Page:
W. DANIEL HILLIS is vice president of research and development at the Walt Disney Company and a Disney Fellow. He was cofounder and chief scientist of Thinking Machines Corporation.-


A Talk with Doug Rowan

We create tools and we are molded by our use of them. In our lifetime technology has changed the world as it changes our minds. Consider the great power in new imaging techniques made possible through technological development. One example: during the moon landing in the late '60s I recall the stunning televised image of the earth as seen from the moon: night and day at the same time — all times all the time — no matter what the time. And my watch told me the correct time was 3 pm.

A generation later, the advent of the PC and the current communications revolution are changing our worlds and our minds to such an extent that the biggest change is the rate of change. Nowhere is this more evident than in the graphical imaging power of today's desktop machines.

Corbis is a company whose headquarters is outside Seattle in Bellevue, Washington. They also have offices in New York and London. The business is building a digital visual library, and it's an endeavor that's been underway for almost 7 years. According to Doug Rowan, president of Corbis, it has accelerated quite a bit in the last three years, and the company ended 1996 with nearly one million high resolution photographs richly catalogued in the library.

The central concept of Corbis is to provide a very rich set of digital visual images that attempt to capture the entire human experience throughout history, so it includes such diverse topics as fine art, science, nature, technology, wild life, history, celebrity, sports, etc. Corbis licenses pictures for people to use in print and electronic publishing and produces CD-ROM products such as "Leonardo da Vinci", "FDR", and "The Passion for Art."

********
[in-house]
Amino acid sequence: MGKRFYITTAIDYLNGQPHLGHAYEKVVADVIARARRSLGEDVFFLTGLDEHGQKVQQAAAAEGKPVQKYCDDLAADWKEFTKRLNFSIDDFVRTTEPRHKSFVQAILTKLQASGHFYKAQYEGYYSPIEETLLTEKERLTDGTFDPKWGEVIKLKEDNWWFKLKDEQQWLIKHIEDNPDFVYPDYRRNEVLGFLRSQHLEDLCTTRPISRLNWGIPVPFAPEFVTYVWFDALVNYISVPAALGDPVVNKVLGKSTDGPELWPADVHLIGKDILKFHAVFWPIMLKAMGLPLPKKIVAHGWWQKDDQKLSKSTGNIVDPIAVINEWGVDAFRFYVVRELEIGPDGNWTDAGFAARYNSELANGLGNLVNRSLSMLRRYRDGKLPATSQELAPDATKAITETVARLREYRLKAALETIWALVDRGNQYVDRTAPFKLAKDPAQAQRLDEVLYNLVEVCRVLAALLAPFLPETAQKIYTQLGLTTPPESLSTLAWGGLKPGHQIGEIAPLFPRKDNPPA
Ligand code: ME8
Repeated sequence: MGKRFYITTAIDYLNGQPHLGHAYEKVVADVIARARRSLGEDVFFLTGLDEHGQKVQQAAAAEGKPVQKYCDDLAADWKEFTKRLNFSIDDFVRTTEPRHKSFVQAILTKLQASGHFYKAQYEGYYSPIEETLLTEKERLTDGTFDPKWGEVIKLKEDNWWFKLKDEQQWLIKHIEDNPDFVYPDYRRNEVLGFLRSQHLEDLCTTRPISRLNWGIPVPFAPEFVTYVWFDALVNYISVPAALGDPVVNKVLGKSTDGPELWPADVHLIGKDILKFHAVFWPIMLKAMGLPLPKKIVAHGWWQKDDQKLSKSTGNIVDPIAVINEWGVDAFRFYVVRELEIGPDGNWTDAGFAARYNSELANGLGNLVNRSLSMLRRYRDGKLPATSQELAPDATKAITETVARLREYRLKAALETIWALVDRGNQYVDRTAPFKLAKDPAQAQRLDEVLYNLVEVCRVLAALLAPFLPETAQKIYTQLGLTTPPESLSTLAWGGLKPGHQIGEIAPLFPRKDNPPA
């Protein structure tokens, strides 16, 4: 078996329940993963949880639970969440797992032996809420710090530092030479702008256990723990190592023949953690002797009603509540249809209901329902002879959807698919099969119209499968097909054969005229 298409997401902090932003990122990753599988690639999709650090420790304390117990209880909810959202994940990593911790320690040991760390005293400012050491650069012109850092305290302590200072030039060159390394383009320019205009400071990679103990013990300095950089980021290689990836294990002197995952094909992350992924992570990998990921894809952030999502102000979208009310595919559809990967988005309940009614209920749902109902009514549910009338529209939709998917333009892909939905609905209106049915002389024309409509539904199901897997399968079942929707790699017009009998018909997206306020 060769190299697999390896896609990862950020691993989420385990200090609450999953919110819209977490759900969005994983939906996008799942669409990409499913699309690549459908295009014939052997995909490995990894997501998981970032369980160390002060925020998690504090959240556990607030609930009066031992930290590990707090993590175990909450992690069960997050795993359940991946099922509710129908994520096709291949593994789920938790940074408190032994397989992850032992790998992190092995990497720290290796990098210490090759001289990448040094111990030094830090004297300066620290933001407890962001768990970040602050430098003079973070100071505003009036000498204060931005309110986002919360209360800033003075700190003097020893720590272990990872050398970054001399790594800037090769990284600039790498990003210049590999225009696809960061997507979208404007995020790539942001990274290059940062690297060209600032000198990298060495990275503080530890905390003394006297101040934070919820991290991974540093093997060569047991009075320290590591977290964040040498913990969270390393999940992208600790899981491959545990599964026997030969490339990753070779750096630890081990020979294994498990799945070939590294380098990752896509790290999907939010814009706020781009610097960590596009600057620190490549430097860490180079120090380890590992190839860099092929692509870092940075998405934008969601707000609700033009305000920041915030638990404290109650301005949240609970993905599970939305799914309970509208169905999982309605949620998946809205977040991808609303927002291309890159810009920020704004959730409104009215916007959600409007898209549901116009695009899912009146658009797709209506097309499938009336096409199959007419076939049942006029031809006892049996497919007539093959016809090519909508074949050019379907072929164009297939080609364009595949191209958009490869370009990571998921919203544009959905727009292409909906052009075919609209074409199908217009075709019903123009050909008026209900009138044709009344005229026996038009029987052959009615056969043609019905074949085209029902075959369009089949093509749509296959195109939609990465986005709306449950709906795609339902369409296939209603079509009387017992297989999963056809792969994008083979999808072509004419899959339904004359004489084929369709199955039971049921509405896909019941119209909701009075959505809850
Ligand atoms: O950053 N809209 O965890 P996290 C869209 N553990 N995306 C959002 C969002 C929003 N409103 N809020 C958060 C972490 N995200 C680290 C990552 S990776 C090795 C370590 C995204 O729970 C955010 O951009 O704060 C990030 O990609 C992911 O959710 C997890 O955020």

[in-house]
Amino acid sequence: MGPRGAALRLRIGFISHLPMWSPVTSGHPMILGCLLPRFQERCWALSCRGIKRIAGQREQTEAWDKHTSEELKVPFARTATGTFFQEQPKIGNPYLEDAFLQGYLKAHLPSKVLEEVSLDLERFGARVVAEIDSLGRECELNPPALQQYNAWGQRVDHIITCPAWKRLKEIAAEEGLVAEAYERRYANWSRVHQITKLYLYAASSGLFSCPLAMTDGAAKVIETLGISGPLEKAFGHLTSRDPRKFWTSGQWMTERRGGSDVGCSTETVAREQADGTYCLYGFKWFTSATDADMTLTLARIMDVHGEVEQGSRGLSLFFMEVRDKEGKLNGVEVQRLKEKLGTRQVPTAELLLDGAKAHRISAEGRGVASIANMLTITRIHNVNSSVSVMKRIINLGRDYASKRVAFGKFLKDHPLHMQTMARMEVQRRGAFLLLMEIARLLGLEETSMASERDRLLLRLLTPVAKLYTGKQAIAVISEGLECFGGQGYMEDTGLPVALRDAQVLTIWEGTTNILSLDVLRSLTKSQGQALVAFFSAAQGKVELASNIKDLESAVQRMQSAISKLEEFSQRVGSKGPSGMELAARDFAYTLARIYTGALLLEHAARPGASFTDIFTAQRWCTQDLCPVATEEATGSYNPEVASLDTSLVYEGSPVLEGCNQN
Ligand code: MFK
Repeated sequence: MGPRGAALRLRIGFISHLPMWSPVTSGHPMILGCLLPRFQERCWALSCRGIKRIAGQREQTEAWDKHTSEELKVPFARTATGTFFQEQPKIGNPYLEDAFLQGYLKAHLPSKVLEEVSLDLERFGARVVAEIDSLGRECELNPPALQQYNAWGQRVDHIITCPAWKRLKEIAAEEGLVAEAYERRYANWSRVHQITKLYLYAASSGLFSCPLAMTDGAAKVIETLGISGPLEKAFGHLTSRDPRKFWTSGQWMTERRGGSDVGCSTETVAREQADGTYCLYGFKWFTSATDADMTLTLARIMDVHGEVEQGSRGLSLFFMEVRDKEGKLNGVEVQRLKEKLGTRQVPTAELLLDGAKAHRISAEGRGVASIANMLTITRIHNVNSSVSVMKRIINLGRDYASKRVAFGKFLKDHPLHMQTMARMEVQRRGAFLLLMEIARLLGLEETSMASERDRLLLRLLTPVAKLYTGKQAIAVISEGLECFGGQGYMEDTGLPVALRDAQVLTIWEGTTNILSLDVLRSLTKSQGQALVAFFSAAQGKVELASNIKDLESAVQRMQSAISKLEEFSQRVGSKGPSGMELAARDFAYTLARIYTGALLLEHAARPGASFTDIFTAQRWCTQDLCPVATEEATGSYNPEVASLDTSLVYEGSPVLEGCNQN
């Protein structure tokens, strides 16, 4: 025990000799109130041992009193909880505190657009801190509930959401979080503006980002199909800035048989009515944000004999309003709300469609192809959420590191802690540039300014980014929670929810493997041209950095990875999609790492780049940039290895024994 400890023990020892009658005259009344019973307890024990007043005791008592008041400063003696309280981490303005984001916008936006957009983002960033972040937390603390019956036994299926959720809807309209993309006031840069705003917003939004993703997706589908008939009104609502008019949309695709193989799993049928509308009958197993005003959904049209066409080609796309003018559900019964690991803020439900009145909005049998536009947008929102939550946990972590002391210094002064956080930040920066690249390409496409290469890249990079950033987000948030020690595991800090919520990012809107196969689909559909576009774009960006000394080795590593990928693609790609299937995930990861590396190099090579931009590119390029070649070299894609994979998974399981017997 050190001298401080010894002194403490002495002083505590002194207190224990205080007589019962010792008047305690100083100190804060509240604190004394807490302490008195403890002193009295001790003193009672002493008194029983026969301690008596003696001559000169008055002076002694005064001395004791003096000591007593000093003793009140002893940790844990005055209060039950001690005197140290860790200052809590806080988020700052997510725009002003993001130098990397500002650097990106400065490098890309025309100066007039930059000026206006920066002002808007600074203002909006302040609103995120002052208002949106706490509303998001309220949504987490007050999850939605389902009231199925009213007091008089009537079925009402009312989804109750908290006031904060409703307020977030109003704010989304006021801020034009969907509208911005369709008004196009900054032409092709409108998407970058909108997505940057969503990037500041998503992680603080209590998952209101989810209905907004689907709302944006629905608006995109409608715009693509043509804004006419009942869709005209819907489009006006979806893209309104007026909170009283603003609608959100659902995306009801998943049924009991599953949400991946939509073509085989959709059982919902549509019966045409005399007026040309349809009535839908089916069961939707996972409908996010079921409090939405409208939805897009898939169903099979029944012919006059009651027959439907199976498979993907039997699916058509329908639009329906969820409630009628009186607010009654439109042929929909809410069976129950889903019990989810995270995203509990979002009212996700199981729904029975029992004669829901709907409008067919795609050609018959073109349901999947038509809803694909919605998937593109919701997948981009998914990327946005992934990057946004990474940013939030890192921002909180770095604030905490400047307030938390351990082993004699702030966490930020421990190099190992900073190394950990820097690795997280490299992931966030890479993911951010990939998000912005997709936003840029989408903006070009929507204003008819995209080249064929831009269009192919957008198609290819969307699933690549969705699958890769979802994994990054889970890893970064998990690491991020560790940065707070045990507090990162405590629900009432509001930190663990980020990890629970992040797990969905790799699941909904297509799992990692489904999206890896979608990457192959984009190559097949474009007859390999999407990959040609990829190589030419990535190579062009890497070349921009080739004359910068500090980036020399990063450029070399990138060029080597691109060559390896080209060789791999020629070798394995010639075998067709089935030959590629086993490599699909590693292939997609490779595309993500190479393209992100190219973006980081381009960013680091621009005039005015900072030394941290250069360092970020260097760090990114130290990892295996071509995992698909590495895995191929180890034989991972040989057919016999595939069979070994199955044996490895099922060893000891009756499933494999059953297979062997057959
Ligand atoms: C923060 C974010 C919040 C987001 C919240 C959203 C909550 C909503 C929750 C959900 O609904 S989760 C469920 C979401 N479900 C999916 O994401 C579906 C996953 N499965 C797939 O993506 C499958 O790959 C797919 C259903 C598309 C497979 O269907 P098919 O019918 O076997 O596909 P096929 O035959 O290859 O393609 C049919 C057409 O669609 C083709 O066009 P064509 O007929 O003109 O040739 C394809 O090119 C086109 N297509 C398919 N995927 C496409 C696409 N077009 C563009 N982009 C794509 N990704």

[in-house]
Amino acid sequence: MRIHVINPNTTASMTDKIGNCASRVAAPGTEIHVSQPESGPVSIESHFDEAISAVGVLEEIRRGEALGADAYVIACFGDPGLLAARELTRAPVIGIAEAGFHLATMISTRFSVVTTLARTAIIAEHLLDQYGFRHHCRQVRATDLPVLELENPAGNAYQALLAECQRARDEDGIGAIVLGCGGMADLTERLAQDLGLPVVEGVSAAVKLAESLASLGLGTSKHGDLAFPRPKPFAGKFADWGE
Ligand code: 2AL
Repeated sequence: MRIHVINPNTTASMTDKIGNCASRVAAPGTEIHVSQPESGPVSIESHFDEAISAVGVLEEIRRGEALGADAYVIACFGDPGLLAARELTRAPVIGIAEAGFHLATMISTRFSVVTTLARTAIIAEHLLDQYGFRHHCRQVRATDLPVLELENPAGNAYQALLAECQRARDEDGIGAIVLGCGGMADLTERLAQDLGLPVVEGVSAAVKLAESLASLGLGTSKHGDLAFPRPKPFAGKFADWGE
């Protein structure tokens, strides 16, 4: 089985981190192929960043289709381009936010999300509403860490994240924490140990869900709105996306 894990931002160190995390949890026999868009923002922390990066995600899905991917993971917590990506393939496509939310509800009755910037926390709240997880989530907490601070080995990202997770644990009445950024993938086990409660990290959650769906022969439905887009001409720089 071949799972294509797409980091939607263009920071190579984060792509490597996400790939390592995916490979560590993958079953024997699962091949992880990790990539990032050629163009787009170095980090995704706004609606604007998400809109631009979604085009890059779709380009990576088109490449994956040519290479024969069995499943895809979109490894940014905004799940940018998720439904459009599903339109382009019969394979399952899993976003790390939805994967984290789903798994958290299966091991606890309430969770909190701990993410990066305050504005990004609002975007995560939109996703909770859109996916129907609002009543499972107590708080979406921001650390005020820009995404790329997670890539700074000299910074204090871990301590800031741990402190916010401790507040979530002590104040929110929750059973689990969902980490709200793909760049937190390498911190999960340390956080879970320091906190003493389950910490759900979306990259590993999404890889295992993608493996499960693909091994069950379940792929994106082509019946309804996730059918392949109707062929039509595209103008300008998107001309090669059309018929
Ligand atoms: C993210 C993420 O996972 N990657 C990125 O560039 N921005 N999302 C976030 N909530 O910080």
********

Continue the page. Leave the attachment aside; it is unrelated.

Doug Rowan, president and CEO of Corbis, worked for 22 years at IBM in a variety of marketing positions. He left IBM 12 years ago and since that time has worked in several companies that did imaging on the desktop. It was that 12 years and that journey that gave him an obsession with the technology of digital content, and the way that digital content is going to change communication. He was an engineer who got drawn into sales and marketing, and he's been returning to technology every since.


DOUG ROWAN is president and CEO of Corbis Corporation, in Bellevue, Washington. Doug joined Corbis Corporation in early 1994 after a 30+ year in the computer industry. After a BSEE and MBA from Cornell, Doug joined IBM where he held a number of sales, marketing and marketing management positions over a 22 year period. Doug left IBM in 1984 to join MASSCOMP as VP of Marketing, Sales and Service. After a similar position at Ampex, Doug joined AXS as President. AXS was a pioneer in software and rights for the new digital content industry.

A Talk with Doug Rowan

JB: So what's new about the Corbis concept?

ROWAN: What's new is that the whole premise of Corbis is to take pictures, put them in a digital form, and make the access to them, that is the search and finding and use of them, quite different from the prior model of the way pictures were used, which was in film form. So everything at Corbis is about digital. The pictures are digital, the data is digital, the access is digital. The customer search is digital, the viewing of the potential selections, whether it be for entertainment, education, or professional licensing use-these are all digital. It is of a size that is unique, and the very nature of the way the pictures are organized is quite unique. In fact, we like to think that Corbis is really about three different elements: It's about content, which are the pictures themselves; it's about context, which is the way the pictures relate to one another and to the larger bodies of information that the pictures are a part of; and then it's about storytelling. There are major efforts at Corbis in each of these three areas, content, context, and storytelling.